From Taumarunui, Christine Johnson and her family moved to Woburn, Lower Hutt, where she attended Hutt Valley Memorial Technical College.

Christine came from a 'railway family', her grandfather and her father as well as two of her brothers worked for the railway, so it was a natural choice of employment when Christine left school and joined the NZ Railways aged 16 in 1977, working in the chief civil engineers office, Wellington.

And true to form two years later she married fellow railway worker, David Johnson, in July 1979.

After being made redundant from the Railways in March 1989, Christine started work at the Locomotives Engineers Union in May 1989.

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After that she worked for the Combined Union of Railway Employees until again she was made redundant in September 1994.

However, this did not stop her interest in railways.

From 1994 until her recent death, Christine, 58, has been a celebrated name among rail people throughout Aotearoa New Zealand.

Her continued promotion of rail heritage programmes and encouragement in rail travel through her articles and books are widely known and celebrated among the railway whānau.

Several examples come to mind. For example, she spent 30 plus years volunteering at Steam Incorporated at Paekākāriki, working on locomotives (unusual for a woman), running the souvenir shop, as well as being secretary and organising excursion trips.

She also spent 20 plus years on the original Station Museum Trust, which included saving and restoring Paekakariki Station and opening of the museum, which today plays such an important part in Paekākāriki's identity, and in 2008 she was instrumental in raising money and eventual return of one of the original signal boxes to the south end of the Paekākāriki station platform.

Also in 2008 Christine assisted Ontrack Railways Corporation in celebrating the 100-year anniversary of the North Island Main Trunk (NIMT), including co-authoring a book for the occasion, having in 2003 organised the running of a special train to commemorate the 50th anniversary of the Tangiwai rail disaster. This included arrangements for the governor-general to travel on the train and involved, among other things, meetings in Whanganui, Kariori Timber Mill, Ohakune Marae.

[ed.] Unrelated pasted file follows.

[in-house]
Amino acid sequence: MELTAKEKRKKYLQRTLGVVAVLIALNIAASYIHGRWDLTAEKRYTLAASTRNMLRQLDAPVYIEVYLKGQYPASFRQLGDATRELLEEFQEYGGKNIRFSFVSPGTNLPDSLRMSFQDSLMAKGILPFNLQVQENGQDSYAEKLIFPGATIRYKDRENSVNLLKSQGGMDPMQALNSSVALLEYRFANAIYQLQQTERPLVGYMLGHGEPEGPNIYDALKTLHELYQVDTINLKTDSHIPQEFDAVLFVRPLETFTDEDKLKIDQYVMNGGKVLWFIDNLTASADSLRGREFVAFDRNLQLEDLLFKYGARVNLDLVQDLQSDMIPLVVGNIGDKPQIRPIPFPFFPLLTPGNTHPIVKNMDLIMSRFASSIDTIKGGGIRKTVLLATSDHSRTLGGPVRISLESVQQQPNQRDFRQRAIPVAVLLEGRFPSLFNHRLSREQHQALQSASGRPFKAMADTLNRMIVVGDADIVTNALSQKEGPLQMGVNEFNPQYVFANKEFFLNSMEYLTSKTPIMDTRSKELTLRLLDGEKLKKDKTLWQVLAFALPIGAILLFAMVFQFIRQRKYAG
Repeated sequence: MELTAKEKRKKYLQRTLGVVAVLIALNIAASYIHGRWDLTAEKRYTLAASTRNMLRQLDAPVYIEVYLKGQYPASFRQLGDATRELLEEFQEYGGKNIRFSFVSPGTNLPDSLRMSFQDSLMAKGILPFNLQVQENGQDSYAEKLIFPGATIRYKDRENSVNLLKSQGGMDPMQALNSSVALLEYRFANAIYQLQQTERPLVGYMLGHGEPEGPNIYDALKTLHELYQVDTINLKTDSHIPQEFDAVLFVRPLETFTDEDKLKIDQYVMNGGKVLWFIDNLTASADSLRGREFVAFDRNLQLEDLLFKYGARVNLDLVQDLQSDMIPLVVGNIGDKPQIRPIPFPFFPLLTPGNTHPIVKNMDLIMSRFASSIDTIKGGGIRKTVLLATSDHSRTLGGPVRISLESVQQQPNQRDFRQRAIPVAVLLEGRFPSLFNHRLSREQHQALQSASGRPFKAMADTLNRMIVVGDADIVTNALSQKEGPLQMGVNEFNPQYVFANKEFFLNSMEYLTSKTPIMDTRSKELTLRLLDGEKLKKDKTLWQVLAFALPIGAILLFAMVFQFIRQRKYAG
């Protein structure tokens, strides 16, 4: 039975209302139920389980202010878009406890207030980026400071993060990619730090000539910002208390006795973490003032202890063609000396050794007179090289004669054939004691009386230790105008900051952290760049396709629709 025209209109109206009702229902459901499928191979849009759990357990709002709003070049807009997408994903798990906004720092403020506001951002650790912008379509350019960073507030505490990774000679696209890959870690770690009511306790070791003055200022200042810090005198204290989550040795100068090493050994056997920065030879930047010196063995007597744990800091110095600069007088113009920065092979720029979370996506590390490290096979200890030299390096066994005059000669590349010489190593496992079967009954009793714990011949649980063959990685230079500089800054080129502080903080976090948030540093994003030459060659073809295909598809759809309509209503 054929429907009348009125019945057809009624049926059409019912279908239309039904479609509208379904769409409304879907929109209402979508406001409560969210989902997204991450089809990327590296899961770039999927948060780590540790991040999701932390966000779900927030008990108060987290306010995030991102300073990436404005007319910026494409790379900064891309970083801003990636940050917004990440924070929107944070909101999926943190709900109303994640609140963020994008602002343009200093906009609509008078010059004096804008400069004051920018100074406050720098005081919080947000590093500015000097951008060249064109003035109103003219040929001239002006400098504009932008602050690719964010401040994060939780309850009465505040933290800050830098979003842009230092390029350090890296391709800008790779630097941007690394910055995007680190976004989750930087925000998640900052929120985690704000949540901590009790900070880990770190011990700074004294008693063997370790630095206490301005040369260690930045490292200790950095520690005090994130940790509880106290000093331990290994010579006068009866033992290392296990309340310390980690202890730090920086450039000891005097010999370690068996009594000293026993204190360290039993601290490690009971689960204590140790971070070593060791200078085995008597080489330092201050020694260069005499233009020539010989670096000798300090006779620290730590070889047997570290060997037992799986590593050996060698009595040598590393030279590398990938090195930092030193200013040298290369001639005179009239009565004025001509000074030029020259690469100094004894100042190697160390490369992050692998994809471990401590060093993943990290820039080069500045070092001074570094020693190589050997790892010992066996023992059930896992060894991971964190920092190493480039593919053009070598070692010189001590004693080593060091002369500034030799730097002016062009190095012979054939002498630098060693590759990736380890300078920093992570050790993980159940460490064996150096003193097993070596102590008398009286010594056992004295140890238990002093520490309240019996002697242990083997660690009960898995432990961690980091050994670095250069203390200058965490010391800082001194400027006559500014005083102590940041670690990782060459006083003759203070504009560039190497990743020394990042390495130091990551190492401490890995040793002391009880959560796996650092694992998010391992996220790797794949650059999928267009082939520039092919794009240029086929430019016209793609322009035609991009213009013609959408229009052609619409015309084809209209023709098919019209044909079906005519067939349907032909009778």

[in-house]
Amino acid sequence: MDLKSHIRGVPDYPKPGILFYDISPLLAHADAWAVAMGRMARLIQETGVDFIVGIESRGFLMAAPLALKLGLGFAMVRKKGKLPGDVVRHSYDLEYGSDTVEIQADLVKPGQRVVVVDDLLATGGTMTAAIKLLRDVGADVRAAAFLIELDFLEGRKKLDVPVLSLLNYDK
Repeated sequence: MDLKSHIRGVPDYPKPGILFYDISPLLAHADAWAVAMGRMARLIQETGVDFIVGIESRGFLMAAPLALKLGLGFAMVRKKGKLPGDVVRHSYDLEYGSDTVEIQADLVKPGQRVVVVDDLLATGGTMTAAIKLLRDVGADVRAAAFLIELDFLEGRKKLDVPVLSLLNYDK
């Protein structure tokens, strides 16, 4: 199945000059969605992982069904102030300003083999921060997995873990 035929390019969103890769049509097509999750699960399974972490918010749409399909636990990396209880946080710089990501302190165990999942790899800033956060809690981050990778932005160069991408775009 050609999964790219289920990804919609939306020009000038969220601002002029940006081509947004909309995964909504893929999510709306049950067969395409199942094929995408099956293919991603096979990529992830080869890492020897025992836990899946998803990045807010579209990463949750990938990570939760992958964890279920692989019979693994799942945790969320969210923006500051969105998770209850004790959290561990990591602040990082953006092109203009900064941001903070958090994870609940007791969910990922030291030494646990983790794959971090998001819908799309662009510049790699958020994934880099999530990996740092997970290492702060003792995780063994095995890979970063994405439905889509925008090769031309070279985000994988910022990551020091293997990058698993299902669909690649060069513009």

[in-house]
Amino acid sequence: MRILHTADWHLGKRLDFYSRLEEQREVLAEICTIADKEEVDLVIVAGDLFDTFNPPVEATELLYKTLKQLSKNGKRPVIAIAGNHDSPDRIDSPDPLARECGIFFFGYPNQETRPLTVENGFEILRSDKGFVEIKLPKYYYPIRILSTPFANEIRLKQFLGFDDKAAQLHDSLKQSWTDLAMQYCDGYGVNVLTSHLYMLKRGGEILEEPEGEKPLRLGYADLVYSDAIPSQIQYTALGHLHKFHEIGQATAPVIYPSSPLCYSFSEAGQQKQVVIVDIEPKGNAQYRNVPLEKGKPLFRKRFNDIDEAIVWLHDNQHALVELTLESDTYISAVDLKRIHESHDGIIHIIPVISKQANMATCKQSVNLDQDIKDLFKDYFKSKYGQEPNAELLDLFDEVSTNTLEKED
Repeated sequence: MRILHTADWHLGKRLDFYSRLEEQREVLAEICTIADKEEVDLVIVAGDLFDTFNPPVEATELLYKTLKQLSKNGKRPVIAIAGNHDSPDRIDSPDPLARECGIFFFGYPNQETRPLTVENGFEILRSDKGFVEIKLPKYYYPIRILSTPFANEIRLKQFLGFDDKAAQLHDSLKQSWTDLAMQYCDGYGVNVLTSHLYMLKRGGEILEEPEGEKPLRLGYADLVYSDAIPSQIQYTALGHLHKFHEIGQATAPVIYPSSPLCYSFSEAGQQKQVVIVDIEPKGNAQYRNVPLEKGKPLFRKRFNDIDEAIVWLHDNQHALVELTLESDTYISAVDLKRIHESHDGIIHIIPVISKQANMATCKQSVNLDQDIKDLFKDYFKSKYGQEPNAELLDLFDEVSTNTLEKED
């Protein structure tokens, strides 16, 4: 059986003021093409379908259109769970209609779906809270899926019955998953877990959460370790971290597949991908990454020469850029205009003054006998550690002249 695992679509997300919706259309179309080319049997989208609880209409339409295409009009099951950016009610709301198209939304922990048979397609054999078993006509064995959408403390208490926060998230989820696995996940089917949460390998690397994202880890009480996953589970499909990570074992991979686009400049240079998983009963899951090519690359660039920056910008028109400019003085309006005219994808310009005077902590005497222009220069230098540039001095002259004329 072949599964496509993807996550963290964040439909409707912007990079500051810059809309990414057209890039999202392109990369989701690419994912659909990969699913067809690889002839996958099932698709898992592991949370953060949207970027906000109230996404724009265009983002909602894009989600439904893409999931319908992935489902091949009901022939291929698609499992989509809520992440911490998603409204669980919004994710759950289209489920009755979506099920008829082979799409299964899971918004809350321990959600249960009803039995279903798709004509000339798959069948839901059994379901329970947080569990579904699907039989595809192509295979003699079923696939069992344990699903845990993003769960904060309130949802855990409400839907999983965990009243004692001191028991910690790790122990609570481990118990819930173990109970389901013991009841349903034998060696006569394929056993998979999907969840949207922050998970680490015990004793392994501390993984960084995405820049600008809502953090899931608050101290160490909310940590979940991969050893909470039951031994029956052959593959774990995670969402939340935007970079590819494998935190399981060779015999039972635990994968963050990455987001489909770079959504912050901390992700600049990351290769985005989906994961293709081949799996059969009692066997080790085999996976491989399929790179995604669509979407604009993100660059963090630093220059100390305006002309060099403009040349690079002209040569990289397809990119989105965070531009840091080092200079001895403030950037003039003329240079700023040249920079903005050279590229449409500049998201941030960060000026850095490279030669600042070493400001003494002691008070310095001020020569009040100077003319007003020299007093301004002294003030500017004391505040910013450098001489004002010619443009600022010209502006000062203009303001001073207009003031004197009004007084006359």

Among some of her more recent achievements, in 2009 she assisted Ontrack and Main Trunk Rail with the train running and opening of the Hapuawhenua Viaduct walkway, now a major tourist attraction.

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Also in 2009 Christine assisted the Department of Conservation and Main Trunk Rail with information for the Ohakune Rail Trail walkway, and in 2010 she received the Heritage Restoration Award for the signal box.

In 2015 she was instrumental in the creation of Betty Perkins railway crossing for the safety of our young people going to school. Christine always had a great love of Paekākāriki and she was one of the first people elected to the first Paekākāriki Community Trust which was created for the community by the community.

Her works include photographs published in many magazines, journals and calendars, and she assisted with information for a television documentary about the Tangiwai Disaster. Her main publications are:

Learning the hard way: A case study of selected railway accidents in New Zealand since the 1920s (New Zealand railway history series) 1991.

Main trunk: portrait of a railway: A Celebration of 100 Years of North Island Railway History by Christine Johnson (Compiler), Ruth Larsen (Compiler), Kevin Ramshaw (Compiler) – 2008.

Thunder in the Mountains: about the railway between Paekākāriki and Pukerua Bay which has just been published by PSPT 2020. (Completed from her hospital bed two weeks before passing away).

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Christine was also working on a book about the Gisborne line and one about the history of NZ Railway Refreshment Rooms which it is hoped will be published in the near future.

Christine Johnson: born December 5, 1961 Taumarunui - died September 12, 2020 Wellington - aged 58.